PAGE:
“I think right now in the climate we are seeing so many campaigns. I mean #MeToo and Time’s Up, and there is no better time to really continue to shine a light on women feeling empowered, and people really helping to support them – men included,” she said, proving that just because she was about to join the royal family, she wouldn't be giving up her firm feminist beliefs.
Instead of avoiding mention of Meghan's feminism, as you'd expect, the palace highlighted it. Literally:
Early experiences "helped to shape her lifelong commitment to causes such as social justice and women's empowerment," the article reads.
"In 2015, The Duchess became the UN Women's Advocate for Women’s Political Participation and Leadership. In this role, she gave a speech on the importance of gender equality on International Women’s Day for UN Women in New York City."
"Ahead of her appointment to this role, Her Royal Highness spent time at the UN's New York office to understand the organisation's day-to-day work before embarking on a learning mission to Rwanda. On this trip The Duchess met female parliamentarian leaders in Kigali and visited Gihembe refugee camp, where women were working on leadership and empowerment at a grassroots level."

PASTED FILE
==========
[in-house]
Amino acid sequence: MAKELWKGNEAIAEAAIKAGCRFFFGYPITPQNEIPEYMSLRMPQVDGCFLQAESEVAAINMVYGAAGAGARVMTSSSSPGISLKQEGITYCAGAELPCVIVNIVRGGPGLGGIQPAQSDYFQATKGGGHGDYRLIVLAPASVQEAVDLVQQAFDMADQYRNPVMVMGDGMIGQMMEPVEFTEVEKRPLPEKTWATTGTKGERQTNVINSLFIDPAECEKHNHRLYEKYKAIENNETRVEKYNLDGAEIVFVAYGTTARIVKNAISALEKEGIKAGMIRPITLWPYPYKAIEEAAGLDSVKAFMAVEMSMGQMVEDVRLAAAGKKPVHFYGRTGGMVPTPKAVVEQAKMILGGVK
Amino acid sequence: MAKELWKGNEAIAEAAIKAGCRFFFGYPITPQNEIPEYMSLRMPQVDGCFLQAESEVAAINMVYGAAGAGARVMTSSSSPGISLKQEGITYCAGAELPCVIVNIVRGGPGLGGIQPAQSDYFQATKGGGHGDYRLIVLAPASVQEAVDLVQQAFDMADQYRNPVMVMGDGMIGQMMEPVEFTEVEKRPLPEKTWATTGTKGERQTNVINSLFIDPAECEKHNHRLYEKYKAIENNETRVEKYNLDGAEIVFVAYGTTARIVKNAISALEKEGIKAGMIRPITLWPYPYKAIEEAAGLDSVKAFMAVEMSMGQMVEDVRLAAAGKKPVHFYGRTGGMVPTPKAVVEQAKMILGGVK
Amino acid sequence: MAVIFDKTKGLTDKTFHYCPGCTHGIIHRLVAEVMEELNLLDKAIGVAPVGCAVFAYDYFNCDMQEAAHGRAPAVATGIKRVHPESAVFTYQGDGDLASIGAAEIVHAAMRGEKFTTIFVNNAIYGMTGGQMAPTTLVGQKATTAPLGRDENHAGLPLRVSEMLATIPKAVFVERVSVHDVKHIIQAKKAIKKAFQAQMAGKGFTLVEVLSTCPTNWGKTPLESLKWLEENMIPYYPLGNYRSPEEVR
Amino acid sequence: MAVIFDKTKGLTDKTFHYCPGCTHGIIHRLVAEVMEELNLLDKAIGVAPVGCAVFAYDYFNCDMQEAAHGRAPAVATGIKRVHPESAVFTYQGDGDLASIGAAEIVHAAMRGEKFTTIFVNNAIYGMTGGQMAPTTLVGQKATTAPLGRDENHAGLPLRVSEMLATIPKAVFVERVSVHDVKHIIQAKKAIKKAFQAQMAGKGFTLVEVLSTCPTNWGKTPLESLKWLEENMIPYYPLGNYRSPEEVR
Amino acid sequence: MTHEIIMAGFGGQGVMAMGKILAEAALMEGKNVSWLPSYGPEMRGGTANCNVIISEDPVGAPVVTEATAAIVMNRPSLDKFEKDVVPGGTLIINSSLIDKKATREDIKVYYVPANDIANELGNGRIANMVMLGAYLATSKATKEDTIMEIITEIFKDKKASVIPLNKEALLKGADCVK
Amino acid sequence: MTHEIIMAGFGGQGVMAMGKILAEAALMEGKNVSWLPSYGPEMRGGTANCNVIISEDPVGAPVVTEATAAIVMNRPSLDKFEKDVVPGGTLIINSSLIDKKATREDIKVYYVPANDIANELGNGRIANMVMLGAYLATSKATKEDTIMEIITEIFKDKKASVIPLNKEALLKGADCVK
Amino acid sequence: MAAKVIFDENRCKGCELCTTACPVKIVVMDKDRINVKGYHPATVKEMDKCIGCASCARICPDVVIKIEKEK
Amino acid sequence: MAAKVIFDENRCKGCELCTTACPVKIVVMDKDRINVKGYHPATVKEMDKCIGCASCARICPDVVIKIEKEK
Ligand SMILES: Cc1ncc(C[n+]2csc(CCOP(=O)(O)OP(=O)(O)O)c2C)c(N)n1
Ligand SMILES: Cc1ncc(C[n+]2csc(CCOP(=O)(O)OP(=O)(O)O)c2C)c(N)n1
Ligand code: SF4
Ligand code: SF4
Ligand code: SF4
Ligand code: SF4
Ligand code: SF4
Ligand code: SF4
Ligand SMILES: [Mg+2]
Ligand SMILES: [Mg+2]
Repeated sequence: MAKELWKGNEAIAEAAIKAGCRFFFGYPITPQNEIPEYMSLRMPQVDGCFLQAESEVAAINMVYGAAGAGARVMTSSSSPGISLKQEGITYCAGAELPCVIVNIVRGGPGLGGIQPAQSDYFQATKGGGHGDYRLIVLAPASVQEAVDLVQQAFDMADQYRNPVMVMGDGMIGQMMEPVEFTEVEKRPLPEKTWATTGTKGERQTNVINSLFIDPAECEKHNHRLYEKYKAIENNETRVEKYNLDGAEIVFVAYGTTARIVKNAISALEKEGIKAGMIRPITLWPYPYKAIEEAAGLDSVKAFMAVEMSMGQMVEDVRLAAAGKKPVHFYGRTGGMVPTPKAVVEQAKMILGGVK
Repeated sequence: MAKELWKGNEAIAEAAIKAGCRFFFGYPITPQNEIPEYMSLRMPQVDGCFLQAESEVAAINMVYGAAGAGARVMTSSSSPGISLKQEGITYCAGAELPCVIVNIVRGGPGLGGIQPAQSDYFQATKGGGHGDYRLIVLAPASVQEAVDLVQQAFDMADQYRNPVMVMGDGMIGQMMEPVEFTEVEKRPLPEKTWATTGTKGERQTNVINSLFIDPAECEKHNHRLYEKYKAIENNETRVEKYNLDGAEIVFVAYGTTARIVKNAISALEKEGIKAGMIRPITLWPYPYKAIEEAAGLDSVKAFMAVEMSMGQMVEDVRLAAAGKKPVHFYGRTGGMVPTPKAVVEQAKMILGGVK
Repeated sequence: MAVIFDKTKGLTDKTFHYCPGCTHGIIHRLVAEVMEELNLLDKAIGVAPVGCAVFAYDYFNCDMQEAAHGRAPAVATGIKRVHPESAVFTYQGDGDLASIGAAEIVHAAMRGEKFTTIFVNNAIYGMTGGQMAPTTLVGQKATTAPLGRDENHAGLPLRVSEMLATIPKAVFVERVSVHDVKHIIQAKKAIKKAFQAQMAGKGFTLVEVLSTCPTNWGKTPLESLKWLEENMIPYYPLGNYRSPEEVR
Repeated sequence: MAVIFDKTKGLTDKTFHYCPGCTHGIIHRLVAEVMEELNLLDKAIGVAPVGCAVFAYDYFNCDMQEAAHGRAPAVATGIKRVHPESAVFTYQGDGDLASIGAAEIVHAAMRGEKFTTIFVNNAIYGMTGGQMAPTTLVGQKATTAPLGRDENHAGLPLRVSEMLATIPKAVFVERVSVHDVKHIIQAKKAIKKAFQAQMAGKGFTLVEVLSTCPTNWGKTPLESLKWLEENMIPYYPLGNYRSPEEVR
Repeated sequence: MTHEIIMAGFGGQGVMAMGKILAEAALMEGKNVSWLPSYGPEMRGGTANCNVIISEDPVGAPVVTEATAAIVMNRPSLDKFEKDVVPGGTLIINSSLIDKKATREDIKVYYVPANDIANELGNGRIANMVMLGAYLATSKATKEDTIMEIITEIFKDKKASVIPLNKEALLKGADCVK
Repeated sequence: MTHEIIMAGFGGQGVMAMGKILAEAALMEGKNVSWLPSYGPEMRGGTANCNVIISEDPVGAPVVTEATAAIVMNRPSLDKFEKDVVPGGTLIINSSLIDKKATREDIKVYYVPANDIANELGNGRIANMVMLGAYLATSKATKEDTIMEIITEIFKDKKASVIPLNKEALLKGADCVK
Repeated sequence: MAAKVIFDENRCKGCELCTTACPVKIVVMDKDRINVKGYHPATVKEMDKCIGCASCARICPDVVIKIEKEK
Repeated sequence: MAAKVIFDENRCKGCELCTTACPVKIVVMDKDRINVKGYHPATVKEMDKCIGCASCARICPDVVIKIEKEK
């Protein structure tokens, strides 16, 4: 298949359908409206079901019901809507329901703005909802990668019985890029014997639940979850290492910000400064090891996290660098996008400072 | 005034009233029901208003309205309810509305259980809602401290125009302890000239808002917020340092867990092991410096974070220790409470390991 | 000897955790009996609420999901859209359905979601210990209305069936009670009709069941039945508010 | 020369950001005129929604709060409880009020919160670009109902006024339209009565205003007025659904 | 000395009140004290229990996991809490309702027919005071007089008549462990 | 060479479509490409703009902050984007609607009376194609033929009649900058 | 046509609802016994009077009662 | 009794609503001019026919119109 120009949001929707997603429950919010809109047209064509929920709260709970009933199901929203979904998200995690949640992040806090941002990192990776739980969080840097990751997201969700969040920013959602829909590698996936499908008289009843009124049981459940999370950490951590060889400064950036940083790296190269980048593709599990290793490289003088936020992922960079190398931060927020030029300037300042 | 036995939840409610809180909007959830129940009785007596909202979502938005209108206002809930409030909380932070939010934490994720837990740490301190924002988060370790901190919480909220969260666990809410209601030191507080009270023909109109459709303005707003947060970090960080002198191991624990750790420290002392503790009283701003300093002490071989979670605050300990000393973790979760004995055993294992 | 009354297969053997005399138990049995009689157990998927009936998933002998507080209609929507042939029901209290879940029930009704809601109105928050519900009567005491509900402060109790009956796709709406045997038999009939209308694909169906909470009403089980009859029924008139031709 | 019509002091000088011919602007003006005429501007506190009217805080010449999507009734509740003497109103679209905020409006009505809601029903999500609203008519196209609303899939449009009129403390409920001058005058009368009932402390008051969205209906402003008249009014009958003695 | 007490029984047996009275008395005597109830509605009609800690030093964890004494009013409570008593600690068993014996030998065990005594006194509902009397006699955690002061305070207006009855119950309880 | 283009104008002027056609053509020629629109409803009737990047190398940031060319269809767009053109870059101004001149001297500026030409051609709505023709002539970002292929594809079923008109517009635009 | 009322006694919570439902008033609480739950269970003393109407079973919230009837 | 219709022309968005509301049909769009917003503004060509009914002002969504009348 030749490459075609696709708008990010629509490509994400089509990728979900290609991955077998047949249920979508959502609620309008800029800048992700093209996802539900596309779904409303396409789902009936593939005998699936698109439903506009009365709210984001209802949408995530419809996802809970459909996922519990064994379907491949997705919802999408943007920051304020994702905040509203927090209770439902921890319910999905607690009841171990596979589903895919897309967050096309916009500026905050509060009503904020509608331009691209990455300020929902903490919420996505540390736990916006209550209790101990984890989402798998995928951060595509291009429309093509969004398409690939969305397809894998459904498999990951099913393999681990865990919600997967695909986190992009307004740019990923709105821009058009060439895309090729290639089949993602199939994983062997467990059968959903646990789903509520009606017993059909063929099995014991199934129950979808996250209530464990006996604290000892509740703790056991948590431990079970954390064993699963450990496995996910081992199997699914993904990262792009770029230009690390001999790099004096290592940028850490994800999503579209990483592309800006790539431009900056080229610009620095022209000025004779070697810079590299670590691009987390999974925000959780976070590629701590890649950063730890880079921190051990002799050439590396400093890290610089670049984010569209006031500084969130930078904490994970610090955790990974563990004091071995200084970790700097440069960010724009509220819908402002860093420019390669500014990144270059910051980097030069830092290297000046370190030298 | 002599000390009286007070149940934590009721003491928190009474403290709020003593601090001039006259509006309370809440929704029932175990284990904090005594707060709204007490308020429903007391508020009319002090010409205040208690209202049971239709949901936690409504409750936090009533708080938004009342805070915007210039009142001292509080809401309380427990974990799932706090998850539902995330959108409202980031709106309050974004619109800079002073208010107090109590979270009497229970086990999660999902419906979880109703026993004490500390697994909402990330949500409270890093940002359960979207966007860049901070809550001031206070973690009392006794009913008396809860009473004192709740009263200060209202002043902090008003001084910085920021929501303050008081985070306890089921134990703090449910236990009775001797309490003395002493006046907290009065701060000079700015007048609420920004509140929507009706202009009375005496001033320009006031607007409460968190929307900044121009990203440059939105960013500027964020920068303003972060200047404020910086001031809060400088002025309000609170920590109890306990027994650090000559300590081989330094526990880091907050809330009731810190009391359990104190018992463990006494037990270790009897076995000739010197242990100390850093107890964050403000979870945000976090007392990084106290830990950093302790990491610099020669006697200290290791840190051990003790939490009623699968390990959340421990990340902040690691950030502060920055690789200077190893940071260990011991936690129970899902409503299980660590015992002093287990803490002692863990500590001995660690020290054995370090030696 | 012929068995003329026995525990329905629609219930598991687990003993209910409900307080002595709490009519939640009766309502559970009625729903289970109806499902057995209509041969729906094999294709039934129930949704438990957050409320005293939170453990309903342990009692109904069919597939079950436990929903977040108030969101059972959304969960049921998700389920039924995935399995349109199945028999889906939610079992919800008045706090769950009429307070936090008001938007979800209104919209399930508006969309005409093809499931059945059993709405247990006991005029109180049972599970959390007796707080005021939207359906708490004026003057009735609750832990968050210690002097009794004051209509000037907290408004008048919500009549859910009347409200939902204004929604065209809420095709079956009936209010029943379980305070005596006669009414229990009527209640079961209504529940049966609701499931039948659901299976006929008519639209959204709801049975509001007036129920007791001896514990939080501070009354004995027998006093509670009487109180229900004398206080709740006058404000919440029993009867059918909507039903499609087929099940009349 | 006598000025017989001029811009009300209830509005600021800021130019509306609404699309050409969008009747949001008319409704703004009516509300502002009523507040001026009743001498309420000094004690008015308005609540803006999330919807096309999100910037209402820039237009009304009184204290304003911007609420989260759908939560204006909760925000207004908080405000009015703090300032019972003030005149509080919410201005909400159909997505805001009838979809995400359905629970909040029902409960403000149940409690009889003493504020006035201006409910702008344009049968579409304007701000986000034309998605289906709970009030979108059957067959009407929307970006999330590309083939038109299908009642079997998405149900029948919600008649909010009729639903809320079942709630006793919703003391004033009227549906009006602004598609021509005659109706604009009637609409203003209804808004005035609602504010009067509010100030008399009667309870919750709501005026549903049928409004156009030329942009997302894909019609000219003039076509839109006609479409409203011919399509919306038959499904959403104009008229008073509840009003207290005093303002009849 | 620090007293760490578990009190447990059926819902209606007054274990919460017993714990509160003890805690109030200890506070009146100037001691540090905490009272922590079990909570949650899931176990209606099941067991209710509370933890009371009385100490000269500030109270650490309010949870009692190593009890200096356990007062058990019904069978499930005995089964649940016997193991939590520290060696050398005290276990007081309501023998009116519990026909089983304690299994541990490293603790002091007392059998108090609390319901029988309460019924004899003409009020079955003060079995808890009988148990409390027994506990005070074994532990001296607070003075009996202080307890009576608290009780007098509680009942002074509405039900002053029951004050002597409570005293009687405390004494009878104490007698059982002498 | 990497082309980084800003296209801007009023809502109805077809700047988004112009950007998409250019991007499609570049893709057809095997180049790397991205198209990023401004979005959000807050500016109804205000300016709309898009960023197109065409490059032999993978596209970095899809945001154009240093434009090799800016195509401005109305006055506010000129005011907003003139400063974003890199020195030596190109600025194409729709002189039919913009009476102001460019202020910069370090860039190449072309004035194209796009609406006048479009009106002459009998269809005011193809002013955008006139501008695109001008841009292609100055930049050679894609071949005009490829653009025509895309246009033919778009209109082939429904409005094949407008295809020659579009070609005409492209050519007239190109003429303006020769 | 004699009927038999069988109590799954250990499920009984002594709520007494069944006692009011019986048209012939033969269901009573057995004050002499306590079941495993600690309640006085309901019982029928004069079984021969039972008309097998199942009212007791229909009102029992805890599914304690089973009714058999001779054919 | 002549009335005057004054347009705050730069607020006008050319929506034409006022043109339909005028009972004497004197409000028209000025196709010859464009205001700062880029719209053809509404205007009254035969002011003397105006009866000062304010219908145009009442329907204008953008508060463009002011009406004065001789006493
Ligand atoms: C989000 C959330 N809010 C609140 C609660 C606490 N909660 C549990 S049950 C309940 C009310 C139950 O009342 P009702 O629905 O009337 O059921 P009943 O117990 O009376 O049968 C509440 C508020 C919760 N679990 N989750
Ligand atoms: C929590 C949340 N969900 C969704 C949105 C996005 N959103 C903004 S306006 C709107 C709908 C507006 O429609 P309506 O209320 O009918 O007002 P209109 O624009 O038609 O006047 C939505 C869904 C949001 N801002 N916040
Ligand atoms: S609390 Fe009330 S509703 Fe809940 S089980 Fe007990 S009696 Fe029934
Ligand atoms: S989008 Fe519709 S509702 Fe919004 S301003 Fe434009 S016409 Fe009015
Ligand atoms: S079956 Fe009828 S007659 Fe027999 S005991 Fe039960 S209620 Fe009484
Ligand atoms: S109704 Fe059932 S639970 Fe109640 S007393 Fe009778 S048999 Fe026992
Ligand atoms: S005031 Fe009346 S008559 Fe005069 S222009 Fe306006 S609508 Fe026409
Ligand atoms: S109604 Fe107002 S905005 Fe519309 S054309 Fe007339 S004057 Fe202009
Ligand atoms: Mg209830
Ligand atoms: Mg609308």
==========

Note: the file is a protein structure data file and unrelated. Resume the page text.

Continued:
"In 2017, Her Royal Highness undertook a second learning mission with the organisation when she visited India with World Vision to bring a greater awareness to girls' lack of access to education," it continues.
"In the slum communities of Mumbai, The Duchess witnessed the work of the Myna Mahila Foundation who empower women through access to menstrual hygiene products and employment opportunities. Struck by her experience, she wrote an op-ed for Time Magazine about the stigmatization of menstrual health management and its long term hindrance to girls’ education."
As Priyanka Chopra once put it, it's safe to say, Meghan Markle is far more than just Prince Harry's girlfriend wife.